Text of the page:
Do I Need a Pill or a Spray for My Nasal Allergies?

Medically Reviewed by Sanjay Ponkshe on July 11, 2023
2 min read

In a perfect world, you could avoid whatever triggers your allergies. Because that's not always possible, there are lots of treatment options. Which should you choose?

Many types of allergy pills or nasal spray are available with or without a prescription. Both work best if you use them before you're around your triggers.

These rarely have side effects except for maybe an irritated nose or a bitter taste in your mouth. You can try a moisturizing nasal gel after you use the spray or switch to a different type if your nose gets irritated. Talk to your doctor if they bother you.

Saline spray. Salt water sprays can rinse away allergens, ease stuffiness, and loosen mucus. You can buy them over-the-counter. They don't have medication in them, just water and salt.

Steroid spray. These can help with most allergy symptoms like sneezing, itching, runny nose, and congestion (stuffiness). Because they are so effective and rarely have side effects, they are a very popular allergy treatment. They are often the first things doctors recommend along with taking an antihistamine.

They may start to work right away. But for some people, it can take 1-2 weeks before they help you feel better. To help them work their best, use them every day.

Antihistamine spray. These prescription sprays usually work within minutes and can ease postnasal drip, congestion, and sneezing. You can use them every day or just when you have symptoms.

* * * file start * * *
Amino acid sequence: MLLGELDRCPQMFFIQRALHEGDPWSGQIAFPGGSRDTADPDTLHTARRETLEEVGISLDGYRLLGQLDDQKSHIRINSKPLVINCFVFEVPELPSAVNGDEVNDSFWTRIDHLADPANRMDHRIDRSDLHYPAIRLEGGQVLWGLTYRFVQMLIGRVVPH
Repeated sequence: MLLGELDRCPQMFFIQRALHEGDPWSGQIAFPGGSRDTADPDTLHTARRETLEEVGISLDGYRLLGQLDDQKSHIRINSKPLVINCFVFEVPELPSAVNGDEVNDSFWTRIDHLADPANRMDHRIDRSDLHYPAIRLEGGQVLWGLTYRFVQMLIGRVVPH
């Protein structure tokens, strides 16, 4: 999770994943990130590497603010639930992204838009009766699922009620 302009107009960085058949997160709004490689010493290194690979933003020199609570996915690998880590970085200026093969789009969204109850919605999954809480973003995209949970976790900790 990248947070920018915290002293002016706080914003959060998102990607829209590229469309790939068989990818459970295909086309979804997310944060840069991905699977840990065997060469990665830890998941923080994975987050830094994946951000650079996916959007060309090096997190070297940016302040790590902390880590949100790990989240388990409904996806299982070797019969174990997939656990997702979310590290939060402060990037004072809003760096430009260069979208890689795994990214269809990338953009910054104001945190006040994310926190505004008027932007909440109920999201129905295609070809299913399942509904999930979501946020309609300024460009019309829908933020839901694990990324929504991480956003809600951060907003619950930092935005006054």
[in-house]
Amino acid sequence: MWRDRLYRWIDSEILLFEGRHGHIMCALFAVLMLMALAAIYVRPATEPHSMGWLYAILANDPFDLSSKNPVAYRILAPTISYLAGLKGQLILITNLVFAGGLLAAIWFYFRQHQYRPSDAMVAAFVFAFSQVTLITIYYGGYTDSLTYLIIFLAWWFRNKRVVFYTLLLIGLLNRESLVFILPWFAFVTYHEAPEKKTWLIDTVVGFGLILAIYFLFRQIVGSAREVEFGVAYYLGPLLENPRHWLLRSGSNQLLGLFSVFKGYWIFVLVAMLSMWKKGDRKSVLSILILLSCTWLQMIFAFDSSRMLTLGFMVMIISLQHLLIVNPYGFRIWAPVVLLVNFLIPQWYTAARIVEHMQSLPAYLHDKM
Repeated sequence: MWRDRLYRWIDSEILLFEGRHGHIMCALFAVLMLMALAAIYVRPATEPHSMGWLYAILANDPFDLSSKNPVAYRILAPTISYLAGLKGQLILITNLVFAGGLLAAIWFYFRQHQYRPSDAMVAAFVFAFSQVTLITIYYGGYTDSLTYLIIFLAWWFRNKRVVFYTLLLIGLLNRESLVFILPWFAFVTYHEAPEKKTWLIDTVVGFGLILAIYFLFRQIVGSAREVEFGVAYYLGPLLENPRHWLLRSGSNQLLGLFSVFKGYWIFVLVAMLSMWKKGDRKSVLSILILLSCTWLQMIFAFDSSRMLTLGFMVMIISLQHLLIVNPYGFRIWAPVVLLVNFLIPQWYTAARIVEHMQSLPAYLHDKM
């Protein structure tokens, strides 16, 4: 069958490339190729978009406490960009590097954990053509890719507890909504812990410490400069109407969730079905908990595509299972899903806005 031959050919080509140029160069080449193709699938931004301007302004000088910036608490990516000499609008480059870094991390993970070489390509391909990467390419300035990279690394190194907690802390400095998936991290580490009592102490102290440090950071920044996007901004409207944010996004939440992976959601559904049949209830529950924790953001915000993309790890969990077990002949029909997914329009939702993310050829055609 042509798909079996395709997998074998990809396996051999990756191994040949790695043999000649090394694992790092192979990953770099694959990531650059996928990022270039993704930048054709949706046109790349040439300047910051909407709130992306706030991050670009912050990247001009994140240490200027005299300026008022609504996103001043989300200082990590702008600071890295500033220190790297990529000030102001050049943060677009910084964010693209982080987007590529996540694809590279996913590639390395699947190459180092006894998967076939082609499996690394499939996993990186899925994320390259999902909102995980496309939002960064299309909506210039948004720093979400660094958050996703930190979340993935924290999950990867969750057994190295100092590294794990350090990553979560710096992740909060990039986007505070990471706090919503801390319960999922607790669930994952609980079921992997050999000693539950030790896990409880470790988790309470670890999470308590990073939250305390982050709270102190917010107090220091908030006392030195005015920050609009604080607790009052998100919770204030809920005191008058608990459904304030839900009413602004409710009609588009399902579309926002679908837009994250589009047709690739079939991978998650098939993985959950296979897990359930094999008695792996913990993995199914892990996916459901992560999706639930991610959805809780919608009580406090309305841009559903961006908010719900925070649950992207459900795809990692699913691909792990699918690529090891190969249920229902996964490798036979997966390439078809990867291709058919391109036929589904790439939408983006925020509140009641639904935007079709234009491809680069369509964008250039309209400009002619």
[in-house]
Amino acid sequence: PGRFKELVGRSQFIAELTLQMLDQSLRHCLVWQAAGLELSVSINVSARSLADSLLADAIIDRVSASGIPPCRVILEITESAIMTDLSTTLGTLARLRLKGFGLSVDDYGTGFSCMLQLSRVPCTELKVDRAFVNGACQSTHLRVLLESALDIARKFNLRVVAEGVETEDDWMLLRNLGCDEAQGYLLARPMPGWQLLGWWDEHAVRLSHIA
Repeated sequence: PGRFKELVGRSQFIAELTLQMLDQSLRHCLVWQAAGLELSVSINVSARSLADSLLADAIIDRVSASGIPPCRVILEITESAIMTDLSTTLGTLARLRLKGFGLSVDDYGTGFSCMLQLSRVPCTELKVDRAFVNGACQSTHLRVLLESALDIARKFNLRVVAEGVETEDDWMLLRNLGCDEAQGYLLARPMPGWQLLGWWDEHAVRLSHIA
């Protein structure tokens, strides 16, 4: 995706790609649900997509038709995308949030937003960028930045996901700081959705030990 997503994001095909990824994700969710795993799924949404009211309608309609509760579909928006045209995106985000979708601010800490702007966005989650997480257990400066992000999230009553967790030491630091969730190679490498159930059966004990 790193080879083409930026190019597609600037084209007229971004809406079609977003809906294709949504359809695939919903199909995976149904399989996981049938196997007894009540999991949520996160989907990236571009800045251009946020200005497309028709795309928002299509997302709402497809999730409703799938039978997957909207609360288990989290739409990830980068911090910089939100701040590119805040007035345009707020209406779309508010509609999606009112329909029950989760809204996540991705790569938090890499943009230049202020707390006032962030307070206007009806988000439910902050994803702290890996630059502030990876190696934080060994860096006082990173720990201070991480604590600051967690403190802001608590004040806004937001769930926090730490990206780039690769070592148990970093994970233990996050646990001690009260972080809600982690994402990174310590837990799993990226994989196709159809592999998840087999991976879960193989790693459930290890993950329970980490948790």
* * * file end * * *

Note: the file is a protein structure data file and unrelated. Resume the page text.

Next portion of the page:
Decongestant spray. These prescription and nonprescription sprays can help unclog stuffy noses by reducing boggy swelling inside your nasal passages. Don't use them for more than 3 days to avoid "rebound congestion" which is a worsening of your symptoms when you stop..

Cromolyn sodium spray. These nonprescription sprays (such as Nasalcrom) help prevent allergy symptoms. They calm some of the body's reaction to allergens. You usually have to use them for a few days before they start to work.

You may want to try these on their own or with a nasal spray to get allergy relief.

Antihistamines. Prescription and nonprescription antihistamines can help if you sneeze, itch, and have a runny nose. But they don't ease congestion. Newer prescription antihistamines are less likely to make you drowsy. Sometimes your doctor will suggest these together with a decongestant and maybe a steroid nasal spray.

Decongestants. They shrink swollen nasal tissues and relieve stuffy noses. Decongestants don't usually work as quickly in pill form as they do in sprays.

These drugs can raise blood pressure, so talk to your doctor before taking them, especially if you have high blood pressure.

Combination pills. Some drugs combine decongestants and antihistamines to ease many symptoms. They can relieve itching, sneezing, and a runny, stuffy nose.